Superdry Takes a Summer Stumble
(Bloomberg Opinion) -- There are those who put on a parka as soon as a cloud appears in the summer sky. Unfortunately for Superdry Plc, there aren't enough of them.
The clothing retailer said on Monday this year's unseasonably warm weather in the U.K., continental Europe and the east coast of the U.S. deterred shoppers from buying its jackets and hoodies.
Given these garments account for 45 percent of annual sales, it's understandable that high temperatures would be painful. Zalando SE, as German online retailer, warned about Europe's hot summer last month. Even so, the weather will hurt Superdry's full-year profit by about 10 million pounds ($13 million).
But there's another wrinkle in the sweatshirt. Superdry's currency hedging arrangements didn't protect the company from adverse foreign-exchange movements to the extent it had hoped. That will result in a further 8 million-pound hit.
Add in plans to ramp up spending on marketing at a cost of another 5 million pounds, and analysts at Berenberg expect the consensus estimate for full-year pretax profit to decline by 25 percent to as little as 80 million pounds.
It had looked that Superdry had left the bad old days of multiple profit warnings behind it. Founder Julian Dunkerton stepped down in March, while veteran retailer and CEO Euan Sutherland had been professionalizing the retailer's operations.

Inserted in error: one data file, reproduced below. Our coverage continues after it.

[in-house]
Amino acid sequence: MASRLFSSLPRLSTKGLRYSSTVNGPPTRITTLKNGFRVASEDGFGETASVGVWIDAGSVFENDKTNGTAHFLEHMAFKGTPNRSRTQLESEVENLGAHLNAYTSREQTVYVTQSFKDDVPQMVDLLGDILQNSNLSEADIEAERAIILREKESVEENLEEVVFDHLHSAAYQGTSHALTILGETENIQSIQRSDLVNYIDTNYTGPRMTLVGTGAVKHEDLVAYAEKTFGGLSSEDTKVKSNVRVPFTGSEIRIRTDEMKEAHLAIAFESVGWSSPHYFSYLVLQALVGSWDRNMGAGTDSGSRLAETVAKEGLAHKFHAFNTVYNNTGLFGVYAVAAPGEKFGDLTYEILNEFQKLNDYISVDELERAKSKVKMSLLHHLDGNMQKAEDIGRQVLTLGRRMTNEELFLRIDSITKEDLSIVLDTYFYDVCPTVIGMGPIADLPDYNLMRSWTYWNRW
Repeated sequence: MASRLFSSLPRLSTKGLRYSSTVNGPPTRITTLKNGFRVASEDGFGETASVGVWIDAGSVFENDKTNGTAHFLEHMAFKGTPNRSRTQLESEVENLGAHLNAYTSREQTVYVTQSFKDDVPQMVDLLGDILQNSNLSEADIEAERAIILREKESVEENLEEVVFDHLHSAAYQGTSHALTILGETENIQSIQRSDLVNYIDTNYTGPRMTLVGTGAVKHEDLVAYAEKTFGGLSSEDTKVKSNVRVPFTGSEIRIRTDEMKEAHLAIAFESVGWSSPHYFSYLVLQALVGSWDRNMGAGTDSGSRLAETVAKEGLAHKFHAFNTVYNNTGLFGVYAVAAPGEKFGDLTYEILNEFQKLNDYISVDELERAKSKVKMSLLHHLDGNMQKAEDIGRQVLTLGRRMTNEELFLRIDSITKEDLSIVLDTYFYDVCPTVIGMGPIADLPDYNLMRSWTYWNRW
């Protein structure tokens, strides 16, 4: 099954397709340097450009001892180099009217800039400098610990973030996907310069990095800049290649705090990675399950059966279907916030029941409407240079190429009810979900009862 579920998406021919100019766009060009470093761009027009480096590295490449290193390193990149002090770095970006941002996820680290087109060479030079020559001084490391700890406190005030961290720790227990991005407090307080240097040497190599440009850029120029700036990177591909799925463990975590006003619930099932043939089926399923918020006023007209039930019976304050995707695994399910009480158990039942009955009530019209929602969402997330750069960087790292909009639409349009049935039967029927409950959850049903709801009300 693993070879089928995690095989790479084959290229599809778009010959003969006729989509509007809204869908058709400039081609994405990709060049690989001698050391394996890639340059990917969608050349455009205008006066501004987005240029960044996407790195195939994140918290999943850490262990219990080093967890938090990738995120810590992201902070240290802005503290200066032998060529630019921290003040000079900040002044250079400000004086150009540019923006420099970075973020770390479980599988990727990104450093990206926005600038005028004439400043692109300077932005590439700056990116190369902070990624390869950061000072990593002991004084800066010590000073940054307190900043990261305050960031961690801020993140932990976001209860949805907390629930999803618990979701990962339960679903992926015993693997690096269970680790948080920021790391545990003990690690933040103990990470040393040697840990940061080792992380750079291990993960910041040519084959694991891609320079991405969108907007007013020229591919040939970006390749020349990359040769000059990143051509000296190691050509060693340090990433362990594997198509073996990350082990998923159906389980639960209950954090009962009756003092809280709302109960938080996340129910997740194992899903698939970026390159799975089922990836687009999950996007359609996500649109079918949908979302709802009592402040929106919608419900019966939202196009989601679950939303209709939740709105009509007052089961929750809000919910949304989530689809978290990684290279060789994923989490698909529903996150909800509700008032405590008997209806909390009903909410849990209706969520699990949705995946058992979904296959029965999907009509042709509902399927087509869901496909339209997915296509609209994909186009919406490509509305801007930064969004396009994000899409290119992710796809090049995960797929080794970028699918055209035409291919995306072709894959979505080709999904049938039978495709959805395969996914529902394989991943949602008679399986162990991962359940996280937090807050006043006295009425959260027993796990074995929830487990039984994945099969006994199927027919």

The profit warning – particularly the less effective hedges – will call into question the management's credibility once again. Although the foreign exchange hit is nothing like as embarrassing as the basic arithmetical errors that prompted a profit warning in 2012, investors will be wary.
The stock fell as much as 22 percent on Monday to 7.88 pounds. That fall is all the more painful because Dunkerton netted 71 million pounds in July by selling the shares when they were at about 12.85 pounds.
They now trade at about 7.5 times estimated earnings, less than half the average of Bloomberg Intelligence's European specialty apparel peer group.
Sutherland is keen to stress that the current problems are short-term in nature. But until Superdry can show that this fashion faux pas was really down to inclement weather and not more fundamental problems in the business, it's hard to see that valuation catching up with peers.
This column does not necessarily reflect the opinion of the editorial board or Bloomberg LP and its owners.
Andrea Felsted is a Bloomberg Opinion columnist covering the consumer and retail industries. She previously worked at the Financial Times.
©2018 Bloomberg L.P.